How mothers without custody can regain it
Mothers without custody aren't necessarily stuck with the court's decision forever. You can ask the court to change the order, but you'll need a good reason for it to do so.
Reasons a mother may lose custody
Your first step is acknowledging why you lost custody. Keep in mind losing custody doesn't mean you’re a bad mother. It only means the judge felt, at that time, it was best for your child.
A judge may deny custody for various reasons, including:
Safety issues in your home.
The other parent was more involved in your child’s life.
The judge considered your new partner a potential threat to your child.
The judge felt you had anger issues that could be bad for your child. For example, maybe you talked badly about your ex to your child or sent threatening emails (whether you meant it won’t matter).
Being honest about what happened will help you fix it. Then you’ll have evidence to support your claim that getting custody back is best for your child.
What happens when you lose custody
Mothers without custody rarely lose all rights to their children.
Losing physical custody means your child no longer lives with you, but you’ll usually still have visitation rights. Depending on the situation, you may also have have overnight visitation.
Losing legal custody means you can’t make major decisions about your child’s life. Your child’s custodian can make all decisions without input from you.
Getting custody back
To get back custody, you'll need to convince a judge that it’s now in your child's best interest to be in your care. You’ll need strong supporting evidence, because courts don't like to disrupt a child's stable routine.
If specific issues caused you to lose custody, you’ll need show you took steps to fix them, such as:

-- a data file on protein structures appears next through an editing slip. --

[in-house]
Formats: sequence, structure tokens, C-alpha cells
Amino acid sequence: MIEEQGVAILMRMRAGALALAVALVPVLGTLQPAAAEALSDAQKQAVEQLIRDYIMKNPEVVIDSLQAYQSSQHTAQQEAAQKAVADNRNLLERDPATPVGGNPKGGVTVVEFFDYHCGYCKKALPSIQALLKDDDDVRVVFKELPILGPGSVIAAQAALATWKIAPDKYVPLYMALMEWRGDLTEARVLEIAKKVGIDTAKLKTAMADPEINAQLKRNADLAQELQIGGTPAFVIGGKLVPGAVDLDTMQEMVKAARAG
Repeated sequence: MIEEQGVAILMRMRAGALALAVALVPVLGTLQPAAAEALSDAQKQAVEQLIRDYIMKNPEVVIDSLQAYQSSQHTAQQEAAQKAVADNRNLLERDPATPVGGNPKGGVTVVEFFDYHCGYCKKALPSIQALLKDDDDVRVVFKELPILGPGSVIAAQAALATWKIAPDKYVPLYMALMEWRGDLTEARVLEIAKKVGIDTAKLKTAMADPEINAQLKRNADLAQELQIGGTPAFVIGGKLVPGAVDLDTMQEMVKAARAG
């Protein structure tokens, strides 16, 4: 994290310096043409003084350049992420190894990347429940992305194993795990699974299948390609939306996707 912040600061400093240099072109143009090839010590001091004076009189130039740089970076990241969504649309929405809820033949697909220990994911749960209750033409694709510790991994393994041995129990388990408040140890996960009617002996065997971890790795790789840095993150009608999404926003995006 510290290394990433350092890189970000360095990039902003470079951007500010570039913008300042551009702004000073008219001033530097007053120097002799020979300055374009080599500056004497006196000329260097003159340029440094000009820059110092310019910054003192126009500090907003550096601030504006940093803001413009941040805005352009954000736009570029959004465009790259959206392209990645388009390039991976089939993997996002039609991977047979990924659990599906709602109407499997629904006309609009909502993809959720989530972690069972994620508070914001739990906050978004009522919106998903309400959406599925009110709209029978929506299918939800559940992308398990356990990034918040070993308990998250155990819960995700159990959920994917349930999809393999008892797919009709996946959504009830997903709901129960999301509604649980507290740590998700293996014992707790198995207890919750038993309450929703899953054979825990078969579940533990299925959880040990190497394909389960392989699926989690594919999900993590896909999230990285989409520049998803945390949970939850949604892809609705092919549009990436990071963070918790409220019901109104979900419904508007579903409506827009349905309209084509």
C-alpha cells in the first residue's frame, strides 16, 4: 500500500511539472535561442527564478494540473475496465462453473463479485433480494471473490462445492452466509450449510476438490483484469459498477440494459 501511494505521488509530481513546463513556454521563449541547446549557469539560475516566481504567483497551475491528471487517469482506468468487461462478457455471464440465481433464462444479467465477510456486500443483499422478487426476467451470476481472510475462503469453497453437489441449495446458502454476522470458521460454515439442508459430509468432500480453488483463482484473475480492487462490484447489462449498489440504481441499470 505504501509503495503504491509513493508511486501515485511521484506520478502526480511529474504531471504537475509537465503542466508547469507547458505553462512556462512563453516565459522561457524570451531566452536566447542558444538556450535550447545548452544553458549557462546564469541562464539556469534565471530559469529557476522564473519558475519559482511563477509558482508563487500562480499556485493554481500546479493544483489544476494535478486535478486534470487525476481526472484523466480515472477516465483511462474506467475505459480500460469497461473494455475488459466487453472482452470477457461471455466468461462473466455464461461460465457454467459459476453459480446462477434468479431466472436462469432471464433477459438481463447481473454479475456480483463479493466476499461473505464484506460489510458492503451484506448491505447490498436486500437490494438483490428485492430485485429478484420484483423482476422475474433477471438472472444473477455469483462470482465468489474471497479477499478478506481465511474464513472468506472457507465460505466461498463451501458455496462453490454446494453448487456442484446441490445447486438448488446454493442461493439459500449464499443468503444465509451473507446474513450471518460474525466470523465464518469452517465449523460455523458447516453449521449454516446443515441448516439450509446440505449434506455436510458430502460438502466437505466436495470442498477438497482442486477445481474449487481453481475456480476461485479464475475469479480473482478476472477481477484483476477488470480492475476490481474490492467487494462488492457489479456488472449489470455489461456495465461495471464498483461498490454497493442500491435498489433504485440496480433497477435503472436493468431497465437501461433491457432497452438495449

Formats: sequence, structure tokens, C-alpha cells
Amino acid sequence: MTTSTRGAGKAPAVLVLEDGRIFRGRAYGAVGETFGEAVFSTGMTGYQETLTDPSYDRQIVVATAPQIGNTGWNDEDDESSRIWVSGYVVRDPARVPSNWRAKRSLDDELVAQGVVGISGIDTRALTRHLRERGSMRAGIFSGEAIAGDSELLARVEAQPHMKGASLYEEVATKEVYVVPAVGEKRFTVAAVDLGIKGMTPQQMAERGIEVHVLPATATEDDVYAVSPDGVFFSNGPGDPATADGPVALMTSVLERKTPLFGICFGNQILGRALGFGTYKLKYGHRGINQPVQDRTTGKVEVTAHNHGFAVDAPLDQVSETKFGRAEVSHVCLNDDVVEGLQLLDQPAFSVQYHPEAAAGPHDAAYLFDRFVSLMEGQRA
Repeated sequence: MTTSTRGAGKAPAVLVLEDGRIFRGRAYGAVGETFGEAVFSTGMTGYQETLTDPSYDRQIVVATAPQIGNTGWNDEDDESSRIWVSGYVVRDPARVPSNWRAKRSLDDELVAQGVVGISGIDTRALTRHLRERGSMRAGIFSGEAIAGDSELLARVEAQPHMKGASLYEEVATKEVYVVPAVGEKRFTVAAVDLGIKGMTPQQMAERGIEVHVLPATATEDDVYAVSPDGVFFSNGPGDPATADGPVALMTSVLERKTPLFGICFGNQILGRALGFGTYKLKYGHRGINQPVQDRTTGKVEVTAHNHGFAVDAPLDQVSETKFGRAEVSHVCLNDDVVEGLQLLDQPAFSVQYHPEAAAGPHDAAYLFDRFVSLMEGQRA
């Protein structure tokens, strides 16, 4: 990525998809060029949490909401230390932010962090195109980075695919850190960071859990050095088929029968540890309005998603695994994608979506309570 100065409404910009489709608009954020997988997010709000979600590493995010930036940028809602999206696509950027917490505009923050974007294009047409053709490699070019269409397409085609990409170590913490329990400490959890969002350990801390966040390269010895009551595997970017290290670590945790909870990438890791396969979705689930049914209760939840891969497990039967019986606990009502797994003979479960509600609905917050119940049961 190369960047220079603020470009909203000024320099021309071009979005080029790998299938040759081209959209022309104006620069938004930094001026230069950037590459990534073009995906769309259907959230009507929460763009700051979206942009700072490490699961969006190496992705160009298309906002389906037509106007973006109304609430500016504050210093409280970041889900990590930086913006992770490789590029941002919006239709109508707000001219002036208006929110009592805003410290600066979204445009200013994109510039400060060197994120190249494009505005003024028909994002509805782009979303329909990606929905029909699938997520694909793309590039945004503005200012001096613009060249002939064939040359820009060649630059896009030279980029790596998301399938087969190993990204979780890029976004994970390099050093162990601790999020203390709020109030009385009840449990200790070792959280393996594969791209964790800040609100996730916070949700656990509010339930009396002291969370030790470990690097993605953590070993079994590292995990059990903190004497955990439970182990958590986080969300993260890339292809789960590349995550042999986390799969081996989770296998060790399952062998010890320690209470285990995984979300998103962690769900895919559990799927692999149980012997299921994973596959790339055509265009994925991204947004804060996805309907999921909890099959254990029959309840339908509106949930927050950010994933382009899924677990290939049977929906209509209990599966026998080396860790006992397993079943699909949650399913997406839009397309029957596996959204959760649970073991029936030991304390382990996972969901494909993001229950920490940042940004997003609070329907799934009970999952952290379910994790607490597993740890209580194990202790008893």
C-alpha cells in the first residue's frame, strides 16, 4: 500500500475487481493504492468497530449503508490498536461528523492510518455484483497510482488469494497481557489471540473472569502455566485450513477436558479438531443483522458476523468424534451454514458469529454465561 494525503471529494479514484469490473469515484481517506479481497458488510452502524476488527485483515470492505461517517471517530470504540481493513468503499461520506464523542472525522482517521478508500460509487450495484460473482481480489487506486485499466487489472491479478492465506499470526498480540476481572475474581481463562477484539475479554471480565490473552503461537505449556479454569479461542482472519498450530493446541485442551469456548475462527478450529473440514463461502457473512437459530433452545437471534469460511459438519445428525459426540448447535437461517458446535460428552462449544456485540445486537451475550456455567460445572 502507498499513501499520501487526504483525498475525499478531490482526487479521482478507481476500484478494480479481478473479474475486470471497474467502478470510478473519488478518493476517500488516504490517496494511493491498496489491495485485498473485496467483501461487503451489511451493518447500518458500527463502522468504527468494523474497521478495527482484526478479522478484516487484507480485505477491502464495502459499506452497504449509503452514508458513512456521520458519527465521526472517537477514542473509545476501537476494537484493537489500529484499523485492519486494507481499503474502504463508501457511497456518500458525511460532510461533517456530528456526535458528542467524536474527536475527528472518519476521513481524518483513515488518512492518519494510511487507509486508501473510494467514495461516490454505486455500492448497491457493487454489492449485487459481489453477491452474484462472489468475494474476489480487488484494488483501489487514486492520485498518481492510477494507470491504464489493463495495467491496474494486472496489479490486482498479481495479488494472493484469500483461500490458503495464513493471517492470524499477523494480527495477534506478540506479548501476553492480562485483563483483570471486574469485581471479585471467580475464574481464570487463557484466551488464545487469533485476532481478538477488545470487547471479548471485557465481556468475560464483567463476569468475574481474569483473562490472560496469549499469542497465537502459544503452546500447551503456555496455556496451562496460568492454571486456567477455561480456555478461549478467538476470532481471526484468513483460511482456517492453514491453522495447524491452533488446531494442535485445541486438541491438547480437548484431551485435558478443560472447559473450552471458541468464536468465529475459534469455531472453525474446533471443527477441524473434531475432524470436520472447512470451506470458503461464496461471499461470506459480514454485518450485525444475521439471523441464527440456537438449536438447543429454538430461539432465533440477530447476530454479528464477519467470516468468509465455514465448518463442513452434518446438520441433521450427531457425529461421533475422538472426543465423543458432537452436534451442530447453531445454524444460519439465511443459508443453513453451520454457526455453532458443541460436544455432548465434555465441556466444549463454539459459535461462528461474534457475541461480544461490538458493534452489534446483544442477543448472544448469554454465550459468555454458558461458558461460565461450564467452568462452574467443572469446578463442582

- Repairing safety issues in your home
- Moving away from the person causing the judge concern
- Going through parenting or anger management classes
You’ll also want to show you’re an attentive and caring parent. Taking advantage of all visitation times and returning your child on time can help.
Issues in the other parent's life can also be reasons to change custody. For example:
- Their new job requires a lot of travel, so they have less time for parenting
- They’re denying you visitation
- They’re trying to damage your relationship with your child
A professional custody evaluator may also be able to help. They can tell the judge about your relationship with your child and your home environment, among other things.
Procedure for changing custody
The method for changing custody can vary, but in general you’ll file a written request outlining the reasons you’re asking for custody. If the judge finds your request reasonable you’ll go to trial, where you’ll present your evidence.
Your ex, of course, has the option of opposing any changes you suggest.
If you have questions about getting custody back, a family law attorney experienced with custody cases can help you explore your options and put together a strong case.